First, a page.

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Status Report: Nabokov has broadly hinted that Humbert Humbert’s obsession with “nymphets” is a result of his abortive relationship with his childhood sweetheart Annabel. As corroborating evidence, I would point to this moment in chapter 26, when HH picks up Lolita from camp:
I felt the blood rush to my head as I heard her respiration and voice behind me. She arrived dragging and bumping her heavy suitcase. "Hi!" she said, and stood still, looking at me with sly, glad eyes, her soft lips parted in a slightly foolish but wonderfully endearing smile.
She was thinner and taller, and for a second it seemed to me her face was less pretty than the mental imprint I had cherished for more than a month: her cheeks looked hollowed and too much lentigo camouflaged her rosy rustic features; and that first impression (a very narrow human interval between two tiger heartbeats) carried the clear implication that all widower Humbert had to do, wanted to do, or would do, was to give this wan-looking though sun-colored little orphan au yeux battus (and even those plumbaceous umbrae under her eyes bore freckles) a sound education, a healthy and happy girlhood, a clean home, nice girl-friends of her age among whom (if the fates deigned to repay me) I might find, perhaps, a pretty little Magdlein for Herr Doktor Humbert alone. But "in a wink," as the Germans say, the angelic line of conduct was erased, and I overtook my prey (time moves ahead of our fancies!), and she was my Lolita again--in fact, more of my Lolita than ever.
You can almost see HH sculpting the the actual (and inevitably disappointing) girl into the chimeric object of his desire, chipping away at those things that don’t fit his vision, slapping on more clay and frantically molding incongruities until they are subsumed by his fantasy.
Earlier HH provided a fairly convolution rationale for why he calls Dolores something that has only a passing resemblance to her real name; passages like this provide a far more convincing explanation: because Dolores and Lolita happen to be two entirely different girls, one real, the other ideal.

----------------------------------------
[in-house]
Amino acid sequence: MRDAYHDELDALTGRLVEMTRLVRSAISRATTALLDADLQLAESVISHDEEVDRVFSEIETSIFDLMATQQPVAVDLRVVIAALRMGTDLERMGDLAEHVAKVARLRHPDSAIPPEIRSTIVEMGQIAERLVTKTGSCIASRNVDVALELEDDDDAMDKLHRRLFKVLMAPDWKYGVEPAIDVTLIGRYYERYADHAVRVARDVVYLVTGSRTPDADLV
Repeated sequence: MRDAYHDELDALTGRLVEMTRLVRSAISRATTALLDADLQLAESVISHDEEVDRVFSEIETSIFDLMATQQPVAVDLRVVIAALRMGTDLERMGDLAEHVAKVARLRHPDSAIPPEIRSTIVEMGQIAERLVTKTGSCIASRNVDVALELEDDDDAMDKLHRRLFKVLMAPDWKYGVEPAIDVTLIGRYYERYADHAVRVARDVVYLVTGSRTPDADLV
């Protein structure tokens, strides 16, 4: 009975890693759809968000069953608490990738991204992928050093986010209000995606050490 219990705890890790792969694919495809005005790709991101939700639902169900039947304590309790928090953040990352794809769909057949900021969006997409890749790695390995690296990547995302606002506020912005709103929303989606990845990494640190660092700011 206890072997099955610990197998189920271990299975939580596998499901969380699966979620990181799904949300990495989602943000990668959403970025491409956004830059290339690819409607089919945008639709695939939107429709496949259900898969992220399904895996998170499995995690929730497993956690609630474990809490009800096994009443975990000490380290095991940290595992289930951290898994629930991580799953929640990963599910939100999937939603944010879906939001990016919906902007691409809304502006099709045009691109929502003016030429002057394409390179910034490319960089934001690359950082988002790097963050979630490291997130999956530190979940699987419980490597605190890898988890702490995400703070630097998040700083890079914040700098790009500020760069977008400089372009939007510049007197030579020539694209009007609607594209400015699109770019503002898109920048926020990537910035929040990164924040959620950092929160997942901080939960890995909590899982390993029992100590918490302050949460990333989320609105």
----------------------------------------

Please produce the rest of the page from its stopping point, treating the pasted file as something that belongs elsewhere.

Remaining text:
Later, I found myself almost unable to begin chapter 28. And then again chapter 29, when Nabokov strung us along for 5 pages. So great was the tension, the “oh god, where is he going to go with this”, that I found the scene that followed–Lolita fitfully sleeping in bed, HH beside her, terrified to move–to be laugh out loud funny. That’s a little something the French call the douche ecossaise: the sudden shift between horror and humor–two opposing emotional “temperatures”–each heightening the effect of the other.
I had another visitor--friend Beale, the fellow who eliminated my wife. Stodgy and solemn, looking like a kind of assistant executioner, with his bulldog jowls, small black eyes, thickly rimmed glasses and conspicuous nostrils, he was ushered in by John who then left us, closing the door upon us, with the utmost tact. Suavely saying he had twins in my stepdaughter's class, my grotesque visitor unrolled a large diagram he had made of the accident. It was, as my stepdaughter would have put it, "a beaut," with all kinds of impressive arrows and dotted lines in varicolored inks...
With his hummingbird pencil deftly and delicately flying from one point to another, Frederick demonstrated his absolute innocence and the recklessness of my wife: while he was in the act of avoiding the dog, she slipped on the freshly watered asphalt and plunged forward whereas she should have flung herself not forward but backward (Fred showed how by a jerk of his padded shoulder). I said it was certainly not his fault, and the inquest upheld my view. Breathing violently though jet-black tense nostrils, he shook his head and my hand; then, with an air of perfect savoir vivre and gentlemanly generosity, he offered to pay the funeral-home expenses. He expected me to refuse his offer. With a drunken sob of gratitude I accepted it. This took him aback. Slowly, incredulously, he repeated what he had said. I thanked him again, even more profusely than before.
Words Looked Up: Lost my word list.